Rakkojae, a Hanok-styled guest house in Jongno-gu, central Seoul
/ Korea Times
By Kwon Mee-yoo
David Kilburn, a free lance journalist from the U.K. who has lived in “hanok” ― traditional Korean houses ― for more than 20 years, said Seoul City is responsible for a development plan that made a lively neighborhood into a ghost town owned by land speculators.
He made the remark Thursday during a forum to discuss the future of hanok.
Kilburn is known for his love for the traditional houses and even lost his eyesight during a long struggle to protect them.
“When we first went to live in Gahoi-dong in 1988, there were about 1,500 hanok in Bukchon. Today there are only about 900, and the number keeps falling,” Kilburn said.
“Only a week ago, another hanok on our own street in Kahoi-dong was demolished. Ours is now the only original building left.”
Seoul City is directly responsible for the reduction in the number of hanok during a period in which they claim to have had preservation policies, he said.
He claims that although the city used the term “protection and conservation,” the implementation of the plan was similar to a typical urban redevelopment project. “Old buildings were bulldozed to make way for modern ones,” Kilburn said.
He said the area in Gahoi-dong where he lives was one of the most well-preserved areas of hanok but the Bukchon Plan changed all that.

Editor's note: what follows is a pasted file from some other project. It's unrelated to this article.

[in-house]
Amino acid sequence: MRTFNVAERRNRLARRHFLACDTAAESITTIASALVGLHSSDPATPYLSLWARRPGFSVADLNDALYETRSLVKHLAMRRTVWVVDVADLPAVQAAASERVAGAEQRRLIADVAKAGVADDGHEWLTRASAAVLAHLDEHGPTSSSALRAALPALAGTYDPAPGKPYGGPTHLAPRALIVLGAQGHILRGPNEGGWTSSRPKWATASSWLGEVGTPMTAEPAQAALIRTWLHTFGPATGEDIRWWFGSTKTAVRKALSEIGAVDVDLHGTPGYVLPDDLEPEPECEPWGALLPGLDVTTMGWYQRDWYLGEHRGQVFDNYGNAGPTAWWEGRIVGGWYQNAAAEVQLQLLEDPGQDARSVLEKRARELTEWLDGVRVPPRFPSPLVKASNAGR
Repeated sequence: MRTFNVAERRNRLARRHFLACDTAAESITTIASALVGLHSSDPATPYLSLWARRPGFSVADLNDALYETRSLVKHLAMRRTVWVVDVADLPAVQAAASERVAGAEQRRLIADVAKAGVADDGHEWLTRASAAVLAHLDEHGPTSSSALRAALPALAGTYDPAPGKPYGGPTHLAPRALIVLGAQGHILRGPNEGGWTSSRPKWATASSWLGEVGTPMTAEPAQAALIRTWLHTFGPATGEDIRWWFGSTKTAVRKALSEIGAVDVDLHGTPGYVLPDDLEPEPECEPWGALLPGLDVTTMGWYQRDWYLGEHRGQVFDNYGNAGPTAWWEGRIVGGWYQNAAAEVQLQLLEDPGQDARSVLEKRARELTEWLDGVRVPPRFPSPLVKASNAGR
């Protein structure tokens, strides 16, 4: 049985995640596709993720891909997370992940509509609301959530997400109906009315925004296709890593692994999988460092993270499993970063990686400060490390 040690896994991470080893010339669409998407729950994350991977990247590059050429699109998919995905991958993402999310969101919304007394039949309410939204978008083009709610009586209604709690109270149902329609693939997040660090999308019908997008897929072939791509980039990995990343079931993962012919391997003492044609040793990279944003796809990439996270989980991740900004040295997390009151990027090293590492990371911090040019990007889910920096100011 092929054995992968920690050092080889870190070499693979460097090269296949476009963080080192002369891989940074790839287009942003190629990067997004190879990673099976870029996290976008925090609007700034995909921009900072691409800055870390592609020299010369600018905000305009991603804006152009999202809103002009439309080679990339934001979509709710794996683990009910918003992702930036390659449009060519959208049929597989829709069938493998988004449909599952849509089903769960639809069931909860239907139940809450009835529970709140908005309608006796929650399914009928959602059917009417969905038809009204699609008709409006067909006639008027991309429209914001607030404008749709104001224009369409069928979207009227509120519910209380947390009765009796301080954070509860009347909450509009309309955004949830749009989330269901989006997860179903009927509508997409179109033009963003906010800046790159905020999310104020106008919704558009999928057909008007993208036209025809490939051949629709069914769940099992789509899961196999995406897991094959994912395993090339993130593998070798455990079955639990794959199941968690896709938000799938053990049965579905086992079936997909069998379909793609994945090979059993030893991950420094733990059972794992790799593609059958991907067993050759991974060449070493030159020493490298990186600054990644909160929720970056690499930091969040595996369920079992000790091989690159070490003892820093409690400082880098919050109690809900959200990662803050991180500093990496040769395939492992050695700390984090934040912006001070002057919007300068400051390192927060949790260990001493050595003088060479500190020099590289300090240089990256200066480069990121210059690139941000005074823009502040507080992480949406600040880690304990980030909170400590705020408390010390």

“Many owners were given grants for the restoration of existing hanok and allowed to use the money for demolition. Some residents were intimidated into selling their hanok,” he said.
“City authorities, the police, the prosecutors, the courts all declined to take action when confronted with evidence of these abuses.”
In addition to Kilburn’s speech, professor Kim Do-kyong of Kangwon National University led the discussion by explaining the current status of hanok preservation polices and development plans. This included issues such as protection of the rights of hanok occupants during redevelopment process and the need for a special law protecting and promoting traditional Korean houses.
Professor Kim said there is a need for more research on hanok to optimize them for today’s society.
“For instance, hanok are built from natural materials such as wood, stone and earth. However, it is hard to construct with such materials nowadays and we have to find alternatives, without harming the spirit of them,” he said.
Kim Jin-ai, a lawmaker of the opposition Democratic Party and an architect, hosted the discussion.
“Hanok have historical significance as traditional architecture. The laws should be revised to preserve and develop the architectural and cultural value of hanok,” Kim said. “The government should come up with a support policy to inherit the tradition.”